#37. TURNING CYCLING IN LONDON INSIDE OUT. Something I’ve noticed from email correspondence, and from London Cycle Map Campaign petition signatories and facebook group members, is that the campaign seems to be more popular outside of the capital than inside, including overseas.
For example, I recently received an email from John Colligan (pictured below) from New York City, who has created a London Cycle Map Campaign T-shirt. Nice one, John!
One obvious reason for this wide-ranging popularity is that visitors cycling in the capital might need more help with navigation than Londoners do. But I suspect that this is not the whole story.
One of the hallmarks of successful problem solving is the ability to ‘step outside of the box’. As Einstein noted, “We can't solve problems by using the same kind of thinking we used when we created them”.
The same applies to the ability to appreciate the contribution of creative thinkers – it takes one to know one. People who can step outside of the box are in a better position to evaluate the contributions of others who’ve stepped out and come up with creative solutions.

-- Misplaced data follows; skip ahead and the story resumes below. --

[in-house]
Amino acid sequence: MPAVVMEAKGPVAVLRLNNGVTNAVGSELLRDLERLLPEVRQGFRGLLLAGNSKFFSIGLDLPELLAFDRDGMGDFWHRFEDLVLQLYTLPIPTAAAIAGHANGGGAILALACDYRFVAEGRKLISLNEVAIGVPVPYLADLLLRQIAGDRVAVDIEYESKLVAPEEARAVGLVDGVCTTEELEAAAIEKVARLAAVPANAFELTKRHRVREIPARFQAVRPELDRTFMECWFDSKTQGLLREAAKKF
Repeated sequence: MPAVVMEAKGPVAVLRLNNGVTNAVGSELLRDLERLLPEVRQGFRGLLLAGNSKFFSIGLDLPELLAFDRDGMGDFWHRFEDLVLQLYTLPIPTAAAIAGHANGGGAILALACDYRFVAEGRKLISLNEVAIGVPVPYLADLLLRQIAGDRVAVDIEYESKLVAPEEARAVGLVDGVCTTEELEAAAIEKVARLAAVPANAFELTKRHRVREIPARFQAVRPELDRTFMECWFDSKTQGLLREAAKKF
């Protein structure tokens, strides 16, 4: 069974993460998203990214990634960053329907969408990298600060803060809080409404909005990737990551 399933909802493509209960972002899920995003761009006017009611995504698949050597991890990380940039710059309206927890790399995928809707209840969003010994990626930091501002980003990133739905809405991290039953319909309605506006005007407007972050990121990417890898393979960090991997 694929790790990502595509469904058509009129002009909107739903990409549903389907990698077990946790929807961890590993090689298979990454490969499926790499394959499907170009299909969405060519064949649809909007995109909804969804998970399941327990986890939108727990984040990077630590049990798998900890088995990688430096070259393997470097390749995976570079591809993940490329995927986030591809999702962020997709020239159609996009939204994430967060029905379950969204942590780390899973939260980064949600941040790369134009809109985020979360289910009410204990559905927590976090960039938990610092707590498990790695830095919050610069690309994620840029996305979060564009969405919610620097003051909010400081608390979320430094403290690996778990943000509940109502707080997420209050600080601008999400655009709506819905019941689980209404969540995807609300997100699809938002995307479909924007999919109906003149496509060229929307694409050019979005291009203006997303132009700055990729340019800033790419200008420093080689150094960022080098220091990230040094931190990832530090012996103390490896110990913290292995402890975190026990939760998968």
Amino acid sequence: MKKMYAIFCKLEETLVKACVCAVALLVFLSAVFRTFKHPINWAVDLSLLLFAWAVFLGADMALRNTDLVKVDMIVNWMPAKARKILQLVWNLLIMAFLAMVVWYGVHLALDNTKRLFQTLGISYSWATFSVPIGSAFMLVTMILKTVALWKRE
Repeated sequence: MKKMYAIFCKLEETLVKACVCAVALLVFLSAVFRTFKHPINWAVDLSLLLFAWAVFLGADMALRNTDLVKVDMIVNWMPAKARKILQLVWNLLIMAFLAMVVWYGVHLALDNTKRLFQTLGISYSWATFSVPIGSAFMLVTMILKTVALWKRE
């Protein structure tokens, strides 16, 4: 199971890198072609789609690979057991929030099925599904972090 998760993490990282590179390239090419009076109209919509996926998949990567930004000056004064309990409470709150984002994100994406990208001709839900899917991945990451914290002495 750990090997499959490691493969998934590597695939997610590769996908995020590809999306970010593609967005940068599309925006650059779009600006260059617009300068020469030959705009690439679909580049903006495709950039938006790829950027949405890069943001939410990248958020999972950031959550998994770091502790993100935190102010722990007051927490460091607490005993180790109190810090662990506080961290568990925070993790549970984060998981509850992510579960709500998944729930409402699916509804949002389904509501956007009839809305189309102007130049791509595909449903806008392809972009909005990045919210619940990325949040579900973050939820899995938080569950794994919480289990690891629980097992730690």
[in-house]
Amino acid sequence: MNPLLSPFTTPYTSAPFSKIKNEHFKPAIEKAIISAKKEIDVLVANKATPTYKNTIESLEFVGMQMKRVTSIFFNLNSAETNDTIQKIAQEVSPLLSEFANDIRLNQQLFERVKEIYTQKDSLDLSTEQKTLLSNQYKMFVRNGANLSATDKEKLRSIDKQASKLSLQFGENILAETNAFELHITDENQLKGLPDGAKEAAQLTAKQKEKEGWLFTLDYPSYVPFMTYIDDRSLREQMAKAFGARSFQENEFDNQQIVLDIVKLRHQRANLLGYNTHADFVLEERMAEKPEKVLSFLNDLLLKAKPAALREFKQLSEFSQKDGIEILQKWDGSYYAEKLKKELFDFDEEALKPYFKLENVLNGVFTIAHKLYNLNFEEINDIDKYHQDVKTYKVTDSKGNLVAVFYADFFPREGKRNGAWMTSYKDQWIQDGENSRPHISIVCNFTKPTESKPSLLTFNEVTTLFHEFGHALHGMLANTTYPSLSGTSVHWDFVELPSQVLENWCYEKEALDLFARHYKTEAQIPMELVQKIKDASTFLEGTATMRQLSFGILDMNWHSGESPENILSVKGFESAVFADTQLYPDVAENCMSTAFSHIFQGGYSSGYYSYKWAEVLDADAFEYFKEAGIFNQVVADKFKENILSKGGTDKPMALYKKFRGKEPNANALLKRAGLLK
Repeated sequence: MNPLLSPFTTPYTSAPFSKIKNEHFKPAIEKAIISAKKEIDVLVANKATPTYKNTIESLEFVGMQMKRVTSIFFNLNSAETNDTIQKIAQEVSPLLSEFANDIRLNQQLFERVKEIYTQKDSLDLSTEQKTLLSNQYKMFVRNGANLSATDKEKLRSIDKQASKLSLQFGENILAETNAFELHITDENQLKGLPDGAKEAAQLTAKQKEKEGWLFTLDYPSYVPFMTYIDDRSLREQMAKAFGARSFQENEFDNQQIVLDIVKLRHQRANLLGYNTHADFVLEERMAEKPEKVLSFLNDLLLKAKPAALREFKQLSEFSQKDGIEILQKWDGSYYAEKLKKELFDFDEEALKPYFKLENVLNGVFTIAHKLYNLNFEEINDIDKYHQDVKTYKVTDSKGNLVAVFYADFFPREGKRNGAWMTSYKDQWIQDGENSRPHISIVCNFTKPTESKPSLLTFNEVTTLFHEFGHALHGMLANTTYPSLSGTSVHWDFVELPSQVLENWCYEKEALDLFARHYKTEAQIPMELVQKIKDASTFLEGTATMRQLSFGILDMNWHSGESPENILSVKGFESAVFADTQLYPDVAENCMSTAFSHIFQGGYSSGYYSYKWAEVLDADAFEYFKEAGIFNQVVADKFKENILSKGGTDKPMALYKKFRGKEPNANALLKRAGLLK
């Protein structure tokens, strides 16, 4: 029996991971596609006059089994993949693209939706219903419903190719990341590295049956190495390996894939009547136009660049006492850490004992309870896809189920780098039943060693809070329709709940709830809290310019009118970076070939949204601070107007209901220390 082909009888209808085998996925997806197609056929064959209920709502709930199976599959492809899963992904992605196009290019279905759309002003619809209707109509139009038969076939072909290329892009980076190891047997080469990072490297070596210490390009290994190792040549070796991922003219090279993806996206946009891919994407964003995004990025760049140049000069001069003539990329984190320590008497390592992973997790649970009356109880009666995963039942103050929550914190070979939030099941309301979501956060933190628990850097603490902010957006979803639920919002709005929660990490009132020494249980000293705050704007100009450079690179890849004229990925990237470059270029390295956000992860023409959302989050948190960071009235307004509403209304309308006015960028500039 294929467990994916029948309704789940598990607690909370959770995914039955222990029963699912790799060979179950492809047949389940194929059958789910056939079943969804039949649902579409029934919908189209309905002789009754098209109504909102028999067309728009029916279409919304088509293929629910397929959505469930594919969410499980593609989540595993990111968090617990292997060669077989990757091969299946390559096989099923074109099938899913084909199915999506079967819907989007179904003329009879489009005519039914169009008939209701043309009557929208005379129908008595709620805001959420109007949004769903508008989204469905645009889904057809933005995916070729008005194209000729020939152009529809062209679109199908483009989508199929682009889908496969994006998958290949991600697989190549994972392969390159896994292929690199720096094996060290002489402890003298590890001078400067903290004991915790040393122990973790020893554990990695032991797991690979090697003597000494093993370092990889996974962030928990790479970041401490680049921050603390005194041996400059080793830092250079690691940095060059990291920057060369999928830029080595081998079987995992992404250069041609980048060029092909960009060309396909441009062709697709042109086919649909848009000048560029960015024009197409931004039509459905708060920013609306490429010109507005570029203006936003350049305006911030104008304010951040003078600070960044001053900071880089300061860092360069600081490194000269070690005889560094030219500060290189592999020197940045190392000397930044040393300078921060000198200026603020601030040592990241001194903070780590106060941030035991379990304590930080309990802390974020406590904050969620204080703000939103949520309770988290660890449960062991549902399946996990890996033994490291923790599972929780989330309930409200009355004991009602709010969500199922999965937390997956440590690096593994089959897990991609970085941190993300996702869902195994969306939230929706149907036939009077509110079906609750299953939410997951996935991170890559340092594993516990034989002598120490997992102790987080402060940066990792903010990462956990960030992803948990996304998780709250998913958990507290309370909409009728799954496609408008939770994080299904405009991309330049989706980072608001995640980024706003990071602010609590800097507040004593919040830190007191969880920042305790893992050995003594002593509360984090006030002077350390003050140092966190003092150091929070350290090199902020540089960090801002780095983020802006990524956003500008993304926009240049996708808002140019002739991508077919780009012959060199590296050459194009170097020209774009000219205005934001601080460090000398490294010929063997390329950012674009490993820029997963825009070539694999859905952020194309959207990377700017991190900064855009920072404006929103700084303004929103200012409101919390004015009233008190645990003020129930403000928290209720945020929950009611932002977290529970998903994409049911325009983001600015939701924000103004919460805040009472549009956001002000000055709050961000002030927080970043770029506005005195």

I think this is part of the reason why the London Cycle Map Campaign is so popular outside of the capital. With a bit of distance between them and the debates raging among various cycling advocates, politicians and other lobby groups here, non-Londoners can see the wood for the trees.
They can see the marvelous solution that Simon Parker has come up with. His London Cycle Map re-imagines the safer cycling streets of the London Cycle Network as a collection of long, straight routes dissecting the capital in all directions. With road markings and signs in place corresponding to Parker’s map, cyclists could get from anywhere to anywhere in the capital by following a few coloured routes, like on the Tube.
Parker is an outsider. He was just a regular cyclist who was frustrated by getting lost on the LCN when the penny dropped and he came up with the idea of a cycling Tube map. He has spent the past decade trying to persuade cycle advocacy groups and politicians to back his plan.
At Cycle Lifestyle, we’re outsiders too. I started this magazine because I didn’t even realize any other organizations were lobbying for cycling in the capital! The lack of a decent cycle network convinced me that someone needed to speak out for those would-be cyclists who would cycle if only they had a safe and simple enough network to cycle on.
Simon Parker’s London Cycle Map is promising to turn cycling in London inside out. Which side are you on?